Welcome to our weekly updated Worship Resources section. Here you can find helpful links for virtual worship.
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On Sunday, the sermon will also appear below so that you can read or listen at your leisure.
Present Prophecy – Linda+
Advent 2 Year B 6 December 2020 Isaiah 40:1-11, Mark 1:1-8
Was John the Baptist the last prophet, or the first evangelist? Yes. The writer of Mark’s Gospel begins, not with shepherds, magi, and a manger, but with the resounding liminal presence of one who stands on the threshold of fulfillment of God’s promise to Creation. John the Baptizer evokes the foundational prophetic tradition, appearing as a wild specter of Elijah, dressed in camel hair and subsisting on locusts and honey, preaching repentance of sins. Mark reminds us of the words of Isaiah; a messenger from the wilderness, crying out,
“…prepare the way of the Lord, make straight in the desert a highway for our God.”
John the Baptizer harkens backward to the prophets while pointing forward to Jesus: Repent. Prepare. Something new is coming. Wake up. Good News, Good News, Good News. Prophet and evangelist, old and new, linking past and future.
We often think of prophets as predictors of the future, but that’s not a complete picture. The idea of touting prophecy as a foreteller of future events was actually a way of reinforcing something more important: the call of the present moment, the call to repent, to turn away from systems of injustice or complicity or idol worship, lest the judgment of God be passed upon the people of God. So when calamity struck Israel, as it did in 597 B.C.E. with the fall of Jerusalem and the Babylonian exile that followed, the prophets’ words became, not just a call to the people to heed their current situation, but also a predictor of future events: “See? Disaster has befallen us just as Isaiah predicted!” That’s the sexy bit—the idea that certain people can look ahead and tell us what will happen. Somehow it’s easier to ponder and contemplate and speculate about whether prophecy is right or wrong than it is to actually listen to what the prophets are saying and then do the hard work of healing and justice.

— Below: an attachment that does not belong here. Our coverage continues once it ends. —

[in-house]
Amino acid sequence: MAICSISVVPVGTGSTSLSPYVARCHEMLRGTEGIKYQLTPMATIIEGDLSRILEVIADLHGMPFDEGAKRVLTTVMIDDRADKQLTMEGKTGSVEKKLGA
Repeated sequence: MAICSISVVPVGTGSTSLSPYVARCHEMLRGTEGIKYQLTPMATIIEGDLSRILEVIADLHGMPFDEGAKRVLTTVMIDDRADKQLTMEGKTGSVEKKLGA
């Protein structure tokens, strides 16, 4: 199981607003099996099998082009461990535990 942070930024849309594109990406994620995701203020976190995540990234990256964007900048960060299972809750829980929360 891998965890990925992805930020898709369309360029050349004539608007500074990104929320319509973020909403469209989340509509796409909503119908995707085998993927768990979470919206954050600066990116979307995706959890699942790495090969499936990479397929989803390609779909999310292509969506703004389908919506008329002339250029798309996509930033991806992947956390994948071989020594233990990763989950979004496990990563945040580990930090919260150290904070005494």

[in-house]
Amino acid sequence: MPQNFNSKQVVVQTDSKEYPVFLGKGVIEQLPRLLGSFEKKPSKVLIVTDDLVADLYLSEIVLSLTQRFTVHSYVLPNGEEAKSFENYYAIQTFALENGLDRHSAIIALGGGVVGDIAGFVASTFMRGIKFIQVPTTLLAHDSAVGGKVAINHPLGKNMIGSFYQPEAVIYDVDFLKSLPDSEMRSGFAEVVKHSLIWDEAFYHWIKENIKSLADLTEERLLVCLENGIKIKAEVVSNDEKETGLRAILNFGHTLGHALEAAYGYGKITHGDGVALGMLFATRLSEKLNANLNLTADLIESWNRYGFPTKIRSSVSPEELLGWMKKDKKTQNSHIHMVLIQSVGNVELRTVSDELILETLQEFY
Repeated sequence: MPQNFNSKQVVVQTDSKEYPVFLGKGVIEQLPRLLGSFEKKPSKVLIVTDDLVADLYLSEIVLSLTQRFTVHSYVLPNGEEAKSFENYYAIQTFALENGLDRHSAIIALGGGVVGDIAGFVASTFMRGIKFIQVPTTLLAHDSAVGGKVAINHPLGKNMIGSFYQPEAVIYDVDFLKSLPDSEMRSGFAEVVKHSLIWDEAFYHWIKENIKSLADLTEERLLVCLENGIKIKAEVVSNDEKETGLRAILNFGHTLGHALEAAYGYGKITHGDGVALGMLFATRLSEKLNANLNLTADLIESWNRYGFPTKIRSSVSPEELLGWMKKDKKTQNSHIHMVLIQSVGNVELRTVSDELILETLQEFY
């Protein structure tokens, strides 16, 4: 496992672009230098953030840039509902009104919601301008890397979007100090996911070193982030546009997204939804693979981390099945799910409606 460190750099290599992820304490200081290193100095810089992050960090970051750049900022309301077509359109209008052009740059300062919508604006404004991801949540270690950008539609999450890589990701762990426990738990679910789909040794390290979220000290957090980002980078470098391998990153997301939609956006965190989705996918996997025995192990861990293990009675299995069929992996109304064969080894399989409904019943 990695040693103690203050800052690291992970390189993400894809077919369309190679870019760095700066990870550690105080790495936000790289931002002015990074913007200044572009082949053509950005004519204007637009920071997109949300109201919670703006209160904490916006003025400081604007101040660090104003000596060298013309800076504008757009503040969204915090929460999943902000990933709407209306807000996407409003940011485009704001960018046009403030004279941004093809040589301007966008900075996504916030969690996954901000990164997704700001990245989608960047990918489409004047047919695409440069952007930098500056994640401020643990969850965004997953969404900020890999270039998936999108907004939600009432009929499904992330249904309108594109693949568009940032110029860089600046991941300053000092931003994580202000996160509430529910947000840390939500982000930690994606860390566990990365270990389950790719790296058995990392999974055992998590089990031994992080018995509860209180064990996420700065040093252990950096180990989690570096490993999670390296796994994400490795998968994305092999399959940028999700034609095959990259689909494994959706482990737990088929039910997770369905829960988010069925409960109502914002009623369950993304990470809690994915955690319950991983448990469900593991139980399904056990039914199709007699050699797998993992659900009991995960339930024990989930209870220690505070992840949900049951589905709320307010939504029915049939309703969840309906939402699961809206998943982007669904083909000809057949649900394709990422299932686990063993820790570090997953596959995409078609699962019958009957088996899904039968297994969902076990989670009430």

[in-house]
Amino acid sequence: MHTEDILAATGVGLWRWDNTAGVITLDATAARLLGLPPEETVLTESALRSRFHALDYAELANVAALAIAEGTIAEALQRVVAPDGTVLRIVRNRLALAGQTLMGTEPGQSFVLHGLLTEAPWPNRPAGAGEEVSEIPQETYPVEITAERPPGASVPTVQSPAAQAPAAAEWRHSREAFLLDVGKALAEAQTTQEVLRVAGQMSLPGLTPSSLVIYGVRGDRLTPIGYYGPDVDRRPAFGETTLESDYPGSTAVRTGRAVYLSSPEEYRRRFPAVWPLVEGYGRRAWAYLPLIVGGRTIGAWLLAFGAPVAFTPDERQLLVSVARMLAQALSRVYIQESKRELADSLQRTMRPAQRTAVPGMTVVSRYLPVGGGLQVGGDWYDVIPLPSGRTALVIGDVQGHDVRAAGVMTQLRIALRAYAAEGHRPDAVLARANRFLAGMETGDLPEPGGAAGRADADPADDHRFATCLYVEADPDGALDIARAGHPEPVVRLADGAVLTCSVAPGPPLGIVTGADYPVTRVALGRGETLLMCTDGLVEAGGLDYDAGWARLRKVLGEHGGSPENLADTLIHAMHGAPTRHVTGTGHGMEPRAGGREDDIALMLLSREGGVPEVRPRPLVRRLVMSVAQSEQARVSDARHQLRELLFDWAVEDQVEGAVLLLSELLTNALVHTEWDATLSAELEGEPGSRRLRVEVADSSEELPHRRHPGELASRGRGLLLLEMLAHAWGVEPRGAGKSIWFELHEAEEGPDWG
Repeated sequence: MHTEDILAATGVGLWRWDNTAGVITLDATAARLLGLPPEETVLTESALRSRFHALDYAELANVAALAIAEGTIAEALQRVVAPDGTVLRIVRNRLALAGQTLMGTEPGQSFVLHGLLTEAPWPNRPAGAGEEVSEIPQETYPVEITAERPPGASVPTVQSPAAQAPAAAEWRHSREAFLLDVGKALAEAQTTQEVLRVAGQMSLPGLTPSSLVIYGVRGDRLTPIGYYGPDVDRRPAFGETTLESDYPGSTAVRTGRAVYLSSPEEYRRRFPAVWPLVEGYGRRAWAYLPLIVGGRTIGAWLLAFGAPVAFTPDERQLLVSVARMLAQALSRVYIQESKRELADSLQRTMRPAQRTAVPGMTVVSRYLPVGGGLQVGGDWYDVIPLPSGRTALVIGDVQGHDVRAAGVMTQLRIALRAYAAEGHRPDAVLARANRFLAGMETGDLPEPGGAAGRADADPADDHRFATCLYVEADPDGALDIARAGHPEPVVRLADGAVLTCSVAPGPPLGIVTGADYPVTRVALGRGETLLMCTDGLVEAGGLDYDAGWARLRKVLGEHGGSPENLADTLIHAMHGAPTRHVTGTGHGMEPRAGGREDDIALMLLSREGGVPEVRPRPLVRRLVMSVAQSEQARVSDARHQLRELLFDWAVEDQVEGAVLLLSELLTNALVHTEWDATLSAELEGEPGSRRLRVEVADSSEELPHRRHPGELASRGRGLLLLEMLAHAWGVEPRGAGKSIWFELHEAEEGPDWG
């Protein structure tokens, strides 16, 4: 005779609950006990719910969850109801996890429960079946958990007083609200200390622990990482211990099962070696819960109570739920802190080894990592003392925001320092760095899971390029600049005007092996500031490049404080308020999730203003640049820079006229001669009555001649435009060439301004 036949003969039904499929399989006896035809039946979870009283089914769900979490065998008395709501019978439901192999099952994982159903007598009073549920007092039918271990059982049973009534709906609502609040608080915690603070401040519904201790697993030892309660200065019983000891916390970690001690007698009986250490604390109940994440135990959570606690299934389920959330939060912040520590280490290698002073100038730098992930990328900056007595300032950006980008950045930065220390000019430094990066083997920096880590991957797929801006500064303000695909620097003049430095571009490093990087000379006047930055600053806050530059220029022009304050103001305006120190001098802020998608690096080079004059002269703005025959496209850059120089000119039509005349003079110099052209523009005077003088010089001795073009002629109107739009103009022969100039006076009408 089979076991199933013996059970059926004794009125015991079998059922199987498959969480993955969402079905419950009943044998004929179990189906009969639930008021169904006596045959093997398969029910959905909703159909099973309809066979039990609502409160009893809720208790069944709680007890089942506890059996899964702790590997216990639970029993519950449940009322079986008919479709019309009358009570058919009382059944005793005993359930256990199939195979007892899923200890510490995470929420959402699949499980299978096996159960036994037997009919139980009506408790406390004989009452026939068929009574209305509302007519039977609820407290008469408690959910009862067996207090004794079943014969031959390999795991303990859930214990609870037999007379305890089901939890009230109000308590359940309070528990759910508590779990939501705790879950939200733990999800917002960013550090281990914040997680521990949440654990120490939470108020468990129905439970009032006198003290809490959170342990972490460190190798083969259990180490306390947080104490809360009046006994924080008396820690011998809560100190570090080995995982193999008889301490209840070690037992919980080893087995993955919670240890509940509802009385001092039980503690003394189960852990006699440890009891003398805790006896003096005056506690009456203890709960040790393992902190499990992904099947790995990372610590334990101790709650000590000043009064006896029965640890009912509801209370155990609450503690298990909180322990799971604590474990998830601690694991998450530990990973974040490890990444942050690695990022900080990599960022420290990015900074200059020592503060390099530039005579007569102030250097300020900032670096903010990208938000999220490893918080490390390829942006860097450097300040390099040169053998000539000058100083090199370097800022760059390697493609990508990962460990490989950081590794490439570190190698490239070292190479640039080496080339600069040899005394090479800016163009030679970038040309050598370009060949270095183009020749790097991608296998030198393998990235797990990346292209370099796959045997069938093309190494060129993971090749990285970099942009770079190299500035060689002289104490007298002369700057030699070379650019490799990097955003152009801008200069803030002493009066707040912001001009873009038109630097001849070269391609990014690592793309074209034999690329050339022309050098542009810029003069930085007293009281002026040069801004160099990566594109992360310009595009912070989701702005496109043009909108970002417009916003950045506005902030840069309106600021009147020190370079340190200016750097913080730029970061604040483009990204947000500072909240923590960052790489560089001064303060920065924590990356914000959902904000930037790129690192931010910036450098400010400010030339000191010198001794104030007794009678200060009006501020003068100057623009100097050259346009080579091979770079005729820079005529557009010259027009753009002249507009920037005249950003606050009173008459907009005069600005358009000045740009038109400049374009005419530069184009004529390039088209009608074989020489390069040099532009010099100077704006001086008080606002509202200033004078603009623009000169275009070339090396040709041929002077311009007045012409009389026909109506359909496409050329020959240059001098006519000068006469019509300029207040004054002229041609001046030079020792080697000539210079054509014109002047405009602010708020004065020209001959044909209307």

The reason the writers of the Gospels so often cited the prophets was not just because the prophets lent them credibility by imaging God’s future actions, but because they recognized a commonality and solidarity with the past. The Gospel writers recognized that the people of their history had stood at similar thresholds—meeting crises of war, famine, occupation, exile. And how they responded to those crises mattered to their future as the people of God.
Mark the Evangelist knew that invoking Second Isaiah would have an impact on his audience. While First Isaiah, written in the 8th century B.C.E., had warned the people of the consequences of their idol worship and turning from God—a warning that went unheeded, ultimately to their downfall–Second Isaiah spoke to the people two centuries later, during the Babylonian exile. And this time, for a change, God spoke words, not of warning, but of comfort. This was because the people were at a different kind of threshold from the ones they had encountered before. They spent a generation in Babylon without their home or their Temple. They had to find, in their new circumstances, a way to get along from day to day in a new country and culture. They had to learn new ways to worship and live their faith as people of God in a foreign land. They were struggling with what it was like to be in a New Normal. They needed reassurance—to know that God was still with them.